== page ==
If you look at a lot of long-term food storage kits, you’ll see that they are determined by a daily calorie count. This is meant to be a baseline for you to determine your food storage needs.
How is the best way to determine how much food storage you and your family need? Truly, the best way is to look at the personal needs of each family member, and then add them together to match up the best long-term kit.
Here’s a quick breakdown of daily caloric needs as determined by the 2015-2020 Dietary Guidelines for Americans (1). These are general requirements required to maintain weight. Of course, adjust according to your personal nutritional needs.
Infants/toddlers – 1000 calories/day Both male and female toddlers have the same caloric needs.
Young children – 1200-1400 calories/day – Again, male and females have the same caloric needs. The more active your child is, the more calories he/she needs.
Pre-pubescent BOYS – 1600- 1800 calories/day. This is when boys’ nutritional needs start to become more than girls’.
Pre-pubescent GIRLS– 1400-1600 calories/day. The more active your daughter is, the more she will need.
Pubescent and post-pubescent teenage BOYS – 2000-2600 calories /day. This is a time where nutrition needs vary. If your teenage boy eats excessively or has a high physical activity lifestyle, you may even want to store up to 3500 calories per day for him.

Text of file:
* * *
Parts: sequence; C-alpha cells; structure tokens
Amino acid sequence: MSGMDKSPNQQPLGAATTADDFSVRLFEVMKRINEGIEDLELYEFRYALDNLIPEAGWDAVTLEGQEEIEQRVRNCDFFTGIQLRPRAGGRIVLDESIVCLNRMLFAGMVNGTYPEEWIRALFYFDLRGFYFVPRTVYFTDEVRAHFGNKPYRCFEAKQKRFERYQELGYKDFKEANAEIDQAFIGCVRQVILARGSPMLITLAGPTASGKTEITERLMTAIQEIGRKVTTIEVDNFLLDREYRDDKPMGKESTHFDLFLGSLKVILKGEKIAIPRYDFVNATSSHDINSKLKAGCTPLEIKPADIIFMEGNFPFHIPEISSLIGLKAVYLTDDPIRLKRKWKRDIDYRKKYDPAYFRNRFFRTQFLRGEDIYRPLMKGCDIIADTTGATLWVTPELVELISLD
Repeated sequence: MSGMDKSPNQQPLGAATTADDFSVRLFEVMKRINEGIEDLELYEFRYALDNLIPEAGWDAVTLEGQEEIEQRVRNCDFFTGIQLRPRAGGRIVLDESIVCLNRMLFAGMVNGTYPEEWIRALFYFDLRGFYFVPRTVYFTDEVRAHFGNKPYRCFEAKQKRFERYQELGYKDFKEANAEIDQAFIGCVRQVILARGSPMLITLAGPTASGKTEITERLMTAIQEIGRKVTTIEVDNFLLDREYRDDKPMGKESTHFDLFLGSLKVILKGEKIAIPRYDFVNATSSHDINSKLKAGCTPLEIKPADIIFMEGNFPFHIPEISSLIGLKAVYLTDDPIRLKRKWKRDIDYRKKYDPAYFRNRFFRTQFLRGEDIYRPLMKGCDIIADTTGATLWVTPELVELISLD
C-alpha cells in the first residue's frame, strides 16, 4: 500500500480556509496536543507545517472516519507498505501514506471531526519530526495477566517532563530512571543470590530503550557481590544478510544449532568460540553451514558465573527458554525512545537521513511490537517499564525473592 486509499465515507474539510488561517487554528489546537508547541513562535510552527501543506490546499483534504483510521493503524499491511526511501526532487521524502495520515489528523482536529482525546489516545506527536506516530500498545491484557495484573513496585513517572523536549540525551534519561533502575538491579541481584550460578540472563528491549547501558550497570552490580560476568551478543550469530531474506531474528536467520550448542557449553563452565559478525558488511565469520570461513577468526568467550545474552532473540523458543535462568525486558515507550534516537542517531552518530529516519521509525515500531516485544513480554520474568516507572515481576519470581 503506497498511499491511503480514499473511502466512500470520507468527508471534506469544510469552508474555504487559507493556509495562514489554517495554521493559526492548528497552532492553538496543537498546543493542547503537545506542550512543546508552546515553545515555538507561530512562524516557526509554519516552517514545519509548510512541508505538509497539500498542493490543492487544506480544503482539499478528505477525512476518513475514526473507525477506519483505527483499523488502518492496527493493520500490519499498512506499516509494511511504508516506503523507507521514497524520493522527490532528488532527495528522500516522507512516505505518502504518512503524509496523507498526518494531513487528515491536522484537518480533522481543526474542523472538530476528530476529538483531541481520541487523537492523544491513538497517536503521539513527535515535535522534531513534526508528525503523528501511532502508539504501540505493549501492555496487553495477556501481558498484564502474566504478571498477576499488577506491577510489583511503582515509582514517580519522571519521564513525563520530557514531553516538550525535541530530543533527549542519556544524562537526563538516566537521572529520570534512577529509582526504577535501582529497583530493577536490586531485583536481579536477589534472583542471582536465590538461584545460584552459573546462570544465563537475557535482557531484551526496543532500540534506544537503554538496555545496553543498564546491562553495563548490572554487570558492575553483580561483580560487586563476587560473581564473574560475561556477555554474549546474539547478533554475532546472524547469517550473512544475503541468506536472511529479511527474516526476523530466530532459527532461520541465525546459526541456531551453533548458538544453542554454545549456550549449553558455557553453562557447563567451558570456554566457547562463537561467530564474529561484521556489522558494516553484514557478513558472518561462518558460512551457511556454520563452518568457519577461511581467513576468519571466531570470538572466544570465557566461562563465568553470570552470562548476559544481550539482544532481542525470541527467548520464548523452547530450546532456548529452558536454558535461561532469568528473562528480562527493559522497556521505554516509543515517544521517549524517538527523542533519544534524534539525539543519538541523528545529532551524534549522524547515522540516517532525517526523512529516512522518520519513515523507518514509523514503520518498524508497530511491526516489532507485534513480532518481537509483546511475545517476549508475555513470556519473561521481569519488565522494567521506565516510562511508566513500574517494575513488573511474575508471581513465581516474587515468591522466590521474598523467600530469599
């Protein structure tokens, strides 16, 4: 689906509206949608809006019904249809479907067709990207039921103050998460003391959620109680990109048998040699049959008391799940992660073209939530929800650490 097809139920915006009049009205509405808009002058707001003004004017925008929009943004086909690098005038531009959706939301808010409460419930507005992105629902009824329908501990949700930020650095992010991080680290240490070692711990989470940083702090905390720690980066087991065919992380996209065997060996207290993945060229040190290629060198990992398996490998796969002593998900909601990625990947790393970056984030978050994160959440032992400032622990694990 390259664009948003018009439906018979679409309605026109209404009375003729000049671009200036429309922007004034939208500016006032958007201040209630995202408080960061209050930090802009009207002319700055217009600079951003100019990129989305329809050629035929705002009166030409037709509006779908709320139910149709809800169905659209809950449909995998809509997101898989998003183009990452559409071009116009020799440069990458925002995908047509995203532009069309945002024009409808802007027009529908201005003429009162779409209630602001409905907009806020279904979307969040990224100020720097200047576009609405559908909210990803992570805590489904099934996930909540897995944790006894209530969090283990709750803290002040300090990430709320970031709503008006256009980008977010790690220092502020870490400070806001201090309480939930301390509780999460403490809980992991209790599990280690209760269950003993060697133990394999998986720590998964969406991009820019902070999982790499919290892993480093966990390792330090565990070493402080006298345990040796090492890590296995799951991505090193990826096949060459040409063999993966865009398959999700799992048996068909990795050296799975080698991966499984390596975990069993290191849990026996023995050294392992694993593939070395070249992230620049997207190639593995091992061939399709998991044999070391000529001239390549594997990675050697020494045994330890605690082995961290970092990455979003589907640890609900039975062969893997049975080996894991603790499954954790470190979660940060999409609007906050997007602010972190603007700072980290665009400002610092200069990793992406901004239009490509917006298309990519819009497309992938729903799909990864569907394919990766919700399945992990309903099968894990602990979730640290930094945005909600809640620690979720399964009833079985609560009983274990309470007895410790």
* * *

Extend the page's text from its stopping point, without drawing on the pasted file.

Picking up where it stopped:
Pubescent and post-pubescent teenage GIRLS – 1800-2000 calories/day. Even active girls generally don’t have the same caloric needs as their male counterparts. However, this is a time their brains and bodies are growing, requiring more calories than most adult women. It’s important to not skimp on a teen’s calories.
Young adult men age 21-40 – 2400 calories/day. Caloric needs of grown men are lower than when they are growing and developing. If you are a highly active male, you may need to add more calories.
Young adult women age 21-50 – 1800-2000 calories/day. During pregnancy/lactation, you will want to have 2200-2900 calories/day stored.
Adult men ages 41-60- 2200 calories/day. Activity levels and metabolism usually are lower than younger men, requiring fewer calories to sustain weight and nutrition.
Adult women ages 51 and older – 1600 calories/day.
Adult men ages 41-60 – 2200 calories/day.
Adult men ages 60 and older- 2000 calories/day.
Again, these are general requirements. As you plan your emergency preparedness food, adjust to your family’s needs.